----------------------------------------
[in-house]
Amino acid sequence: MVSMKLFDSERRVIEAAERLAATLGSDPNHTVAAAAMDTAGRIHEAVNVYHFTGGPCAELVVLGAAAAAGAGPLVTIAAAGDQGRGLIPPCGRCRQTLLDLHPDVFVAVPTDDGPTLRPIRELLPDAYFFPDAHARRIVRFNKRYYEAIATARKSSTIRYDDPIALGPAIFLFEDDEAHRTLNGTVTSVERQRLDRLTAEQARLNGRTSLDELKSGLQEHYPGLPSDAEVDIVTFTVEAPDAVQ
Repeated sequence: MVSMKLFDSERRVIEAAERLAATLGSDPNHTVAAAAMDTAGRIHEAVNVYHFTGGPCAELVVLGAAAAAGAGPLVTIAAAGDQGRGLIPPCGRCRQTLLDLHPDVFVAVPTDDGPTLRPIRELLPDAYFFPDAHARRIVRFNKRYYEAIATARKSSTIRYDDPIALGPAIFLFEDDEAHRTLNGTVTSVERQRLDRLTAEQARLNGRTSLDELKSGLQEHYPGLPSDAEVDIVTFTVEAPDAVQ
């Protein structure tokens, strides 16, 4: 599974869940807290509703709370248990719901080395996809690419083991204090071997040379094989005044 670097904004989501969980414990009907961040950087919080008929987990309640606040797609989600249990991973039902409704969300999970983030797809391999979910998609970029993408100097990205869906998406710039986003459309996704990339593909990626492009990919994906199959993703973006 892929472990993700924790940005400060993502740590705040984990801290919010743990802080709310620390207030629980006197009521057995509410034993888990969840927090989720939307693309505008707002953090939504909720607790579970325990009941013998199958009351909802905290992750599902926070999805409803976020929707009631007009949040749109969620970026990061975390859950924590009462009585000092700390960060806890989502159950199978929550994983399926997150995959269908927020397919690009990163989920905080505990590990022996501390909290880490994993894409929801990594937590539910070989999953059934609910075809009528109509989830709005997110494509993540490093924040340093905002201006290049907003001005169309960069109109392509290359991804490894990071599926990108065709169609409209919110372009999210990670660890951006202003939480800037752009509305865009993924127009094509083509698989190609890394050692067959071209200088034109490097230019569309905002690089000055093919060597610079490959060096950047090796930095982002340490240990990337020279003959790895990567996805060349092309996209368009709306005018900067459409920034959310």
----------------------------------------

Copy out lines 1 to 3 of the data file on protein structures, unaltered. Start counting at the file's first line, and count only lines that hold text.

[in-house]
Amino acid sequence: MVSMKLFDSERRVIEAAERLAATLGSDPNHTVAAAAMDTAGRIHEAVNVYHFTGGPCAELVVLGAAAAAGAGPLVTIAAAGDQGRGLIPPCGRCRQTLLDLHPDVFVAVPTDDGPTLRPIRELLPDAYFFPDAHARRIVRFNKRYYEAIATARKSSTIRYDDPIALGPAIFLFEDDEAHRTLNGTVTSVERQRLDRLTAEQARLNGRTSLDELKSGLQEHYPGLPSDAEVDIVTFTVEAPDAVQ
Repeated sequence: MVSMKLFDSERRVIEAAERLAATLGSDPNHTVAAAAMDTAGRIHEAVNVYHFTGGPCAELVVLGAAAAAGAGPLVTIAAAGDQGRGLIPPCGRCRQTLLDLHPDVFVAVPTDDGPTLRPIRELLPDAYFFPDAHARRIVRFNKRYYEAIATARKSSTIRYDDPIALGPAIFLFEDDEAHRTLNGTVTSVERQRLDRLTAEQARLNGRTSLDELKSGLQEHYPGLPSDAEVDIVTFTVEAPDAVQ